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Apache Thrift

Apache Thrift
Developer(s) Apache Software Foundation
Stable release 0.9.1 / 21 August 2013 (2013-08-21)
Type Remote procedure call framework
License Apache License 2.0
Website .org.apachethrift

Thrift is an interface definition language and binary communication protocol[1] that is used to define and create services for numerous languages.[2] It is used as a remote procedure call (RPC) framework and was developed at Facebook for "scalable cross-language services development". It combines a software stack with a code generation engine to build services that work efficiently to a varying degree and seamlessly between C#, C++ (on POSIX-compliant systems[3]), Cappuccino,[4] Cocoa, Delphi, Erlang, Go, Haskell, Java, Node.js, OCaml, Perl, PHP, Python, Ruby and Smalltalk.[5] Although developed at Facebook, it is now an open source project in the Apache Software Foundation. The implementation was described in an April 2007 technical paper released by Facebook, now hosted on Apache.[6]


  • Architecture 1
  • Benefits 2
  • Creating a Thrift service 3
  • See also 4
  • References 5
  • External links 6


The Apache Thrift API client/server architecture

Thrift includes a complete stack for creating clients and servers.[7] The top part is generated code from the Thrift definition. The services generate from this file client and processor code. In contrast to built-in types, created data structures are sent as result in generated code. The protocol and transport layer are part of the runtime library. With Thrift, it is possible to define a service and change the protocol and transport without recompiling the code. Besides the client part, Thrift includes server infrastructure to tie protocols and transports together, like blocking, non-blocking, and multi-threaded servers. The underlying I/O part of the stack is differently implemented for different languages.

Thrift supports a number of protocols:[7]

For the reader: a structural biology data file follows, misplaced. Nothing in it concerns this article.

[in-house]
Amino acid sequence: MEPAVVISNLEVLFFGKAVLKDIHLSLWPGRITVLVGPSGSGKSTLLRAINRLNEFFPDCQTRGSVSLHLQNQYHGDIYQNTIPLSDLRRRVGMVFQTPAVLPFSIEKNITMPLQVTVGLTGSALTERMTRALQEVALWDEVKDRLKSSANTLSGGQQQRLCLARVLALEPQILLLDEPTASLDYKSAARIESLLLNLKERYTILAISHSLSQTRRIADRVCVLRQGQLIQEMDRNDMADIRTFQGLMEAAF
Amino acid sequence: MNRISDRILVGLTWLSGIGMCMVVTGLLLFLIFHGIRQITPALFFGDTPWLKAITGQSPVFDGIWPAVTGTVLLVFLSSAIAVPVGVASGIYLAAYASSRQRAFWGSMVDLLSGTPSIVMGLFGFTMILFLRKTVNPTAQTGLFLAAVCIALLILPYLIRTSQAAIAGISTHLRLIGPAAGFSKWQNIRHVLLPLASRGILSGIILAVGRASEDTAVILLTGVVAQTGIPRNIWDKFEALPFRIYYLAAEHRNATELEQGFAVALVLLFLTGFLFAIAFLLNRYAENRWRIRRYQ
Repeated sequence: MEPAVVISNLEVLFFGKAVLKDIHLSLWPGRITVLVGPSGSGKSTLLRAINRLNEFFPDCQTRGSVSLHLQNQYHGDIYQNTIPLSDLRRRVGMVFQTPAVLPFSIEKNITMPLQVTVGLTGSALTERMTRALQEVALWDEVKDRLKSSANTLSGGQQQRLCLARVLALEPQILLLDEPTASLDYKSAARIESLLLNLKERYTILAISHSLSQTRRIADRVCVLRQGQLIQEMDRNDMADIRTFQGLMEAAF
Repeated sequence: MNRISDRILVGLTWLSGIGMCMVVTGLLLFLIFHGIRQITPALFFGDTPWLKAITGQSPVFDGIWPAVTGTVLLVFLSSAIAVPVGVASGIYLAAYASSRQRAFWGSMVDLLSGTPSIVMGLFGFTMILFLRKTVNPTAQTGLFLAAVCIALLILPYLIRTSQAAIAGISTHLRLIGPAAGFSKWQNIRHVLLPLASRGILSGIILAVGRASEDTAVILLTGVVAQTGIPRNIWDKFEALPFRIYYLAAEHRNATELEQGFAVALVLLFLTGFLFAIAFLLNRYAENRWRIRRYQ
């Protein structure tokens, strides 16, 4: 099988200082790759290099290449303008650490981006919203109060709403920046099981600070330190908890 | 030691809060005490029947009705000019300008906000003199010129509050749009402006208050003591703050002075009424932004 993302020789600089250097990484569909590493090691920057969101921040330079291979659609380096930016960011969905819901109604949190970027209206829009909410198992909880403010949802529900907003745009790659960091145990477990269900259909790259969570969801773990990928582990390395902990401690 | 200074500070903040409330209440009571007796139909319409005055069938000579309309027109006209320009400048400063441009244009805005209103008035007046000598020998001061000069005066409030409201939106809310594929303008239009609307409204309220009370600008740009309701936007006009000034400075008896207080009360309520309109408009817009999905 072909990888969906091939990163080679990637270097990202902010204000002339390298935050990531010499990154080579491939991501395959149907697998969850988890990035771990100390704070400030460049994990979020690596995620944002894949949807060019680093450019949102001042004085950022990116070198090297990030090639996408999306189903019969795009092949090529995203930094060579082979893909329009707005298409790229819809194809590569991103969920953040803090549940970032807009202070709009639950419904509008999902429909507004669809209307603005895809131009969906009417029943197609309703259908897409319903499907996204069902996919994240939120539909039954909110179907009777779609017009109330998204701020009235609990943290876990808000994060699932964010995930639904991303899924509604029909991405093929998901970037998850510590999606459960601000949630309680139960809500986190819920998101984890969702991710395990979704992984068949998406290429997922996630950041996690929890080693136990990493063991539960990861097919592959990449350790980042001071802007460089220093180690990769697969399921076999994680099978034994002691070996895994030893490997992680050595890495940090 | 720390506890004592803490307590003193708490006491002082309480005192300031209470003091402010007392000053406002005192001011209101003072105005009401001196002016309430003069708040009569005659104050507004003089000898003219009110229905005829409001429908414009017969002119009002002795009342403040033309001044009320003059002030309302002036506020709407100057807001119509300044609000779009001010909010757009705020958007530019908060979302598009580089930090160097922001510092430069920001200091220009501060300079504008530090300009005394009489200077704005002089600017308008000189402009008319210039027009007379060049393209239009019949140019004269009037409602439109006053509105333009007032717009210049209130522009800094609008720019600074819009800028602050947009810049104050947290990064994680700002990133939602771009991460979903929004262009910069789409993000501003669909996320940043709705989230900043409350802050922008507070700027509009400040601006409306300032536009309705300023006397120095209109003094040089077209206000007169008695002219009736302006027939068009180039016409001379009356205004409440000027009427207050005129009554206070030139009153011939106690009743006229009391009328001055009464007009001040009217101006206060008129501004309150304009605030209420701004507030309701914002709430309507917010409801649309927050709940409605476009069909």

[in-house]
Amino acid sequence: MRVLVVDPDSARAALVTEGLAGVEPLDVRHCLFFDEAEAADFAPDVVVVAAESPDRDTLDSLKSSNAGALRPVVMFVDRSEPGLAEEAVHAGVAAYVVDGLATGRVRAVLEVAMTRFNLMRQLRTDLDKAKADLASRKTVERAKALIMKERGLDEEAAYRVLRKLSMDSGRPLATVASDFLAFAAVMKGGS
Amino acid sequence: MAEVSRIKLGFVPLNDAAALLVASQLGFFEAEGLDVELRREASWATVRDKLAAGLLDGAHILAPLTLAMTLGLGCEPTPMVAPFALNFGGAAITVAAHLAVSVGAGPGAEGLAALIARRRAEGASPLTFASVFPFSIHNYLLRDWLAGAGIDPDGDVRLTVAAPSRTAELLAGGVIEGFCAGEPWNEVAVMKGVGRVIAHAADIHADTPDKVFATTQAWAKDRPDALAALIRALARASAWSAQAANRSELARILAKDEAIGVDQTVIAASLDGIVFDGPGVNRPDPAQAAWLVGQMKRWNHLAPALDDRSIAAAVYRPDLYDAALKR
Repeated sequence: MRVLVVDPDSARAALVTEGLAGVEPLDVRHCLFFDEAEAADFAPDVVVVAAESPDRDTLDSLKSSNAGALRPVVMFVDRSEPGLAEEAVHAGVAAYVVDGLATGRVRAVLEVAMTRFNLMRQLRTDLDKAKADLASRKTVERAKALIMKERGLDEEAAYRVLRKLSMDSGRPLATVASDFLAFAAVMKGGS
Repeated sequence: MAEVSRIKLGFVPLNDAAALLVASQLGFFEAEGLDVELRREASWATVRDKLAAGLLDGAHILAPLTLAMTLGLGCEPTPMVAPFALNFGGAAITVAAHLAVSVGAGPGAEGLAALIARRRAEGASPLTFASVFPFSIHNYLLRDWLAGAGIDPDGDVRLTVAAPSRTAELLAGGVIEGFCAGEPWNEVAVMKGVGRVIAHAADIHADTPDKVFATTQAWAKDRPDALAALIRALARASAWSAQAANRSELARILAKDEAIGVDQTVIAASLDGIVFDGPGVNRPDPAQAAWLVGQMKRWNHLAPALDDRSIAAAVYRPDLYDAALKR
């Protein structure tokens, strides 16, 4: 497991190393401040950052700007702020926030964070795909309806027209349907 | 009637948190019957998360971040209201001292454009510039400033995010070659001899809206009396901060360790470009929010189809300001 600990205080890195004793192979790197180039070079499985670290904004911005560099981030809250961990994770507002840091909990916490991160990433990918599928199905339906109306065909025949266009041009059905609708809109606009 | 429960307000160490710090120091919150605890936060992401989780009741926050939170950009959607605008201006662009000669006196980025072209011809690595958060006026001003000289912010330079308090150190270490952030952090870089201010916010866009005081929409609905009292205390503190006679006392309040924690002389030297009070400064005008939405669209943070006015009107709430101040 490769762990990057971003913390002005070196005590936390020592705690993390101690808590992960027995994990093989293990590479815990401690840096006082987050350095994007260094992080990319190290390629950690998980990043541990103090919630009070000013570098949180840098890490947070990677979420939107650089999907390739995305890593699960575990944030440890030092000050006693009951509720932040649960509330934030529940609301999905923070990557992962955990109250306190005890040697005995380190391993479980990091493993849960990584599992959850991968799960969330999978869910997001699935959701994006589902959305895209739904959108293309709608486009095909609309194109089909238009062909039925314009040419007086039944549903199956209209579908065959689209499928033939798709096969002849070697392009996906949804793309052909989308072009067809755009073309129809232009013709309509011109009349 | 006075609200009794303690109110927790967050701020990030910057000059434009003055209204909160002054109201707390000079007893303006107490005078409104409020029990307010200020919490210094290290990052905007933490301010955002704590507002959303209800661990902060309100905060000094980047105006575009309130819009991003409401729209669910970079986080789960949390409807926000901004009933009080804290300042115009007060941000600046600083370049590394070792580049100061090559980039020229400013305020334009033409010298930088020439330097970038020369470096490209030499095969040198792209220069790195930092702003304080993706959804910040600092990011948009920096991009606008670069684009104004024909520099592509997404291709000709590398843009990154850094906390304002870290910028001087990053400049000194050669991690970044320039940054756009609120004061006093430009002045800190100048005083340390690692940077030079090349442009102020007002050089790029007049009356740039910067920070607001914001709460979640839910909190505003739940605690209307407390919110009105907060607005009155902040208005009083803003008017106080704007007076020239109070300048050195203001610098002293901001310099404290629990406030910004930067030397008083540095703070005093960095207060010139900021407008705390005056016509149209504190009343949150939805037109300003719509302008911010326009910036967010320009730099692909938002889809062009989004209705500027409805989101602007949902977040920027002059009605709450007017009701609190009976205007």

• TBinaryProtocol – A straightforward binary format, simple, but not optimized for space efficiency. Faster to process than the text protocol but more difficult to debug.
  • TCompactProtocol – More compact binary format; typically more efficient to process as well
  • TDebugProtocol – A human-readable text format to aid in debugging.
  • TDenseProtocol – Similar to TCompactProtocol, stripping off the meta information from what is transmitted.
  • TJSONProtocol – Uses JSON for encoding of data.
  • TSimpleJSONProtocol – A write-only protocol that cannot be parsed by Thrift because it drops metadata using JSON. Suitable for parsing by scripting languages.[8]

The supported transports are:

  • TFileTransport – This transport writes to a file.
  • TFramedTransport – This transport is required when using a non-blocking server. It sends data in frames, where each frame is preceded by length information.
  • TMemoryTransport – Uses memory for I/O. The Java implementation uses a simple ByteArrayOutputStream internally.
  • TSocket – Uses blocking socket I/O for transport.
  • TZlibTransport – Performs compression using zlib. Used in conjunction with another transport. Not available in the Java implementation.

Thrift also provides a number of servers, which are

  • TNonblockingServer – A multi-threaded server using non-blocking I/O (Java implementation uses NIO channels). TFramedTransport must be used with this server.
  • TSimpleServer – A single-threaded server using standard blocking I/O. Useful for testing.
  • TThreadPoolServer – A multi-threaded server using standard blocking I/O.


Some stated benefits of Thrift include:

  • Cross-language serialization with lower overhead than alternatives such as SOAP due to use of binary format
  • A lean and clean library. No framework to code. No XML configuration files.
  • The language bindings feel natural. For example Java uses ArrayList. C++ uses std::vector.